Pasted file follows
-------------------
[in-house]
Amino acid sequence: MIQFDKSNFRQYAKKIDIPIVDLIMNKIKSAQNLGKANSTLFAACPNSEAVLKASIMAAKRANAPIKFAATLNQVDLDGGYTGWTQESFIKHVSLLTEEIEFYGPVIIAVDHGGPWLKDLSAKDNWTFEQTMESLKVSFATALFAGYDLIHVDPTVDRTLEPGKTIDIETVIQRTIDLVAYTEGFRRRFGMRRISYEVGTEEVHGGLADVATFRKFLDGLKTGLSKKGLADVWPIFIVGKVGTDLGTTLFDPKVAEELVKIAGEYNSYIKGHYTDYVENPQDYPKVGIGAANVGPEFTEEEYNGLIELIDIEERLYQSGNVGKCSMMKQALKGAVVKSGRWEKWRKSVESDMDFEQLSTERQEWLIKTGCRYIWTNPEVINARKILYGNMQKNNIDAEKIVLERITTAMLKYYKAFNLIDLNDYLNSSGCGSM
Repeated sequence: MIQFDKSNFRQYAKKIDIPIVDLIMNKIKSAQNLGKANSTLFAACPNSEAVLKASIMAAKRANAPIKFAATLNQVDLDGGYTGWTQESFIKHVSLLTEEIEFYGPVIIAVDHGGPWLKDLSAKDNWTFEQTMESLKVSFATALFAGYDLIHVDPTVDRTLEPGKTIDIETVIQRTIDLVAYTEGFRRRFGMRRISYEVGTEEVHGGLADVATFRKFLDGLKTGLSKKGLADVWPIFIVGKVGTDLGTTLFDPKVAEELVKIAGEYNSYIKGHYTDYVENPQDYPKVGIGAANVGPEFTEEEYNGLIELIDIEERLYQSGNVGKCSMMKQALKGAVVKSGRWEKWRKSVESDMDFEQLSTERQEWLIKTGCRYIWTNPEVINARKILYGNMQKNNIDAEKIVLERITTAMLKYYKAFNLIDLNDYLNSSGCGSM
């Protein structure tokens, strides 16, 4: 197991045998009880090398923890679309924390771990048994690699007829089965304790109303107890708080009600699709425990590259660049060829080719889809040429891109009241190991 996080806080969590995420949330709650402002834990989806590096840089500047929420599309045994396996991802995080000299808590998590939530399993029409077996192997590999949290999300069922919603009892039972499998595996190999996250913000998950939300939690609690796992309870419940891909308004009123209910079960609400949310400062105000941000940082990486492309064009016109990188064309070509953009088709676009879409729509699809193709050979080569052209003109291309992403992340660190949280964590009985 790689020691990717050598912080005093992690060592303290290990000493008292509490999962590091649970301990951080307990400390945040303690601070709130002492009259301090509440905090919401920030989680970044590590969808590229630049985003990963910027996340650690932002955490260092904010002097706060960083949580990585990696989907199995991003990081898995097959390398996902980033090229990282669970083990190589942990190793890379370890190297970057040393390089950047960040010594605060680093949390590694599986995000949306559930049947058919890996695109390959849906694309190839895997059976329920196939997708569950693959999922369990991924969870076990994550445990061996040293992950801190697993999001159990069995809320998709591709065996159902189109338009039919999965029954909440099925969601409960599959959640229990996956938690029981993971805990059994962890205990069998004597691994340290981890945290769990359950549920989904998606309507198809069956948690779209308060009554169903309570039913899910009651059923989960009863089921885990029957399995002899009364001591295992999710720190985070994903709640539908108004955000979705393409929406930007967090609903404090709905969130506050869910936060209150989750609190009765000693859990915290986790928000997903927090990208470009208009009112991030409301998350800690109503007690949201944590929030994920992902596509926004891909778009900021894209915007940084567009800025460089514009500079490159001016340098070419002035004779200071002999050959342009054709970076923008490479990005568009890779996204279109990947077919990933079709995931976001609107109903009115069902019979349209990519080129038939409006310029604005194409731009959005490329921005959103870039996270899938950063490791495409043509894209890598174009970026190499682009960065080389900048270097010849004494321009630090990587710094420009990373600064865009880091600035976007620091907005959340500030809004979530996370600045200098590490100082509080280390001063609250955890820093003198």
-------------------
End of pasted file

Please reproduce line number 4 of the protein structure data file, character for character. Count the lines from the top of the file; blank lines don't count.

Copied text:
């Protein structure tokens, strides 16, 4: 197991045998009880090398923890679309924390771990048994690699007829089965304790109303107890708080009600699709425990590259660049060829080719889809040429891109009241190991 996080806080969590995420949330709650402002834990989806590096840089500047929420599309045994396996991802995080000299808590998590939530399993029409077996192997590999949290999300069922919603009892039972499998595996190999996250913000998950939300939690609690796992309870419940891909308004009123209910079960609400949310400062105000941000940082990486492309064009016109990188064309070509953009088709676009879409729509699809193709050979080569052209003109291309992403992340660190949280964590009985 790689020691990717050598912080005093992690060592303290290990000493008292509490999962590091649970301990951080307990400390945040303690601070709130002492009259301090509440905090919401920030989680970044590590969808590229630049985003990963910027996340650690932002955490260092904010002097706060960083949580990585990696989907199995991003990081898995097959390398996902980033090229990282669970083990190589942990190793890379370890190297970057040393390089950047960040010594605060680093949390590694599986995000949306559930049947058919890996695109390959849906694309190839895997059976329920196939997708569950693959999922369990991924969870076990994550445990061996040293992950801190697993999001159990069995809320998709591709065996159902189109338009039919999965029954909440099925969601409960599959959640229990996956938690029981993971805990059994962890205990069998004597691994340290981890945290769990359950549920989904998606309507198809069956948690779209308060009554169903309570039913899910009651059923989960009863089921885990029957399995002899009364001591295992999710720190985070994903709640539908108004955000979705393409929406930007967090609903404090709905969130506050869910936060209150989750609190009765000693859990915290986790928000997903927090990208470009208009009112991030409301998350800690109503007690949201944590929030994920992902596509926004891909778009900021894209915007940084567009800025460089514009500079490159001016340098070419002035004779200071002999050959342009054709970076923008490479990005568009890779996204279109990947077919990933079709995931976001609107109903009115069902019979349209990519080129038939409006310029604005194409731009959005490329921005959103870039996270899938950063490791495409043509894209890598174009970026190499682009960065080389900048270097010849004494321009630090990587710094420009990373600064865009880091600035976007620091907005959340500030809004979530996370600045200098590490100082509080280390001063609250955890820093003198």